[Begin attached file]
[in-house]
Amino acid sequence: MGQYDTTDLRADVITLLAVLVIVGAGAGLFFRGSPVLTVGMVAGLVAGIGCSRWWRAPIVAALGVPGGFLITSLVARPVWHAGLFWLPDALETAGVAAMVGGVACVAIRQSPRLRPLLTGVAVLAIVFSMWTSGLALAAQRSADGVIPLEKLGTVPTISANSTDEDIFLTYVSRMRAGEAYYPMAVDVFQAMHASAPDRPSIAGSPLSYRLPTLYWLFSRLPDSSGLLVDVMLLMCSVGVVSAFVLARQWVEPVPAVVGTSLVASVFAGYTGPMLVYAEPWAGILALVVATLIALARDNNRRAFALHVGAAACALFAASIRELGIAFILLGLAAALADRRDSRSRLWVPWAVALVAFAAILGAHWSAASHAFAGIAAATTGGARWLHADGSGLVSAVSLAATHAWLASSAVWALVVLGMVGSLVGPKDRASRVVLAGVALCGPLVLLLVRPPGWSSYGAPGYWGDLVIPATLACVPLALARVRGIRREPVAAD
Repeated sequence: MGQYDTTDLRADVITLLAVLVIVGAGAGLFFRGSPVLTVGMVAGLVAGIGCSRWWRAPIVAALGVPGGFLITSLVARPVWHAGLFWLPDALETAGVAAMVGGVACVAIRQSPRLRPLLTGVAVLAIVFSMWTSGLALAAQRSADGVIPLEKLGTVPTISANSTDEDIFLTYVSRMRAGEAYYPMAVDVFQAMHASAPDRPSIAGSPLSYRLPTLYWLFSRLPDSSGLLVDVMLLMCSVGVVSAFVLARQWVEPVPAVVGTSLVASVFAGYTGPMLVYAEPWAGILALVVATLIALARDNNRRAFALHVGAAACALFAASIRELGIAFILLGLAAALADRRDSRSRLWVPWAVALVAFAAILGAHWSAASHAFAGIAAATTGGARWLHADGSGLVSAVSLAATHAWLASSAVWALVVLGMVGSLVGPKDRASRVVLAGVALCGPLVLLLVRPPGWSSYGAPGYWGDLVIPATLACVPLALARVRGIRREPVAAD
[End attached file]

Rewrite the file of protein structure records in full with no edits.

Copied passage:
[in-house]
Amino acid sequence: MGQYDTTDLRADVITLLAVLVIVGAGAGLFFRGSPVLTVGMVAGLVAGIGCSRWWRAPIVAALGVPGGFLITSLVARPVWHAGLFWLPDALETAGVAAMVGGVACVAIRQSPRLRPLLTGVAVLAIVFSMWTSGLALAAQRSADGVIPLEKLGTVPTISANSTDEDIFLTYVSRMRAGEAYYPMAVDVFQAMHASAPDRPSIAGSPLSYRLPTLYWLFSRLPDSSGLLVDVMLLMCSVGVVSAFVLARQWVEPVPAVVGTSLVASVFAGYTGPMLVYAEPWAGILALVVATLIALARDNNRRAFALHVGAAACALFAASIRELGIAFILLGLAAALADRRDSRSRLWVPWAVALVAFAAILGAHWSAASHAFAGIAAATTGGARWLHADGSGLVSAVSLAATHAWLASSAVWALVVLGMVGSLVGPKDRASRVVLAGVALCGPLVLLLVRPPGWSSYGAPGYWGDLVIPATLACVPLALARVRGIRREPVAAD
Repeated sequence: MGQYDTTDLRADVITLLAVLVIVGAGAGLFFRGSPVLTVGMVAGLVAGIGCSRWWRAPIVAALGVPGGFLITSLVARPVWHAGLFWLPDALETAGVAAMVGGVACVAIRQSPRLRPLLTGVAVLAIVFSMWTSGLALAAQRSADGVIPLEKLGTVPTISANSTDEDIFLTYVSRMRAGEAYYPMAVDVFQAMHASAPDRPSIAGSPLSYRLPTLYWLFSRLPDSSGLLVDVMLLMCSVGVVSAFVLARQWVEPVPAVVGTSLVASVFAGYTGPMLVYAEPWAGILALVVATLIALARDNNRRAFALHVGAAACALFAASIRELGIAFILLGLAAALADRRDSRSRLWVPWAVALVAFAAILGAHWSAASHAFAGIAAATTGGARWLHADGSGLVSAVSLAATHAWLASSAVWALVVLGMVGSLVGPKDRASRVVLAGVALCGPLVLLLVRPPGWSSYGAPGYWGDLVIPATLACVPLALARVRGIRREPVAAD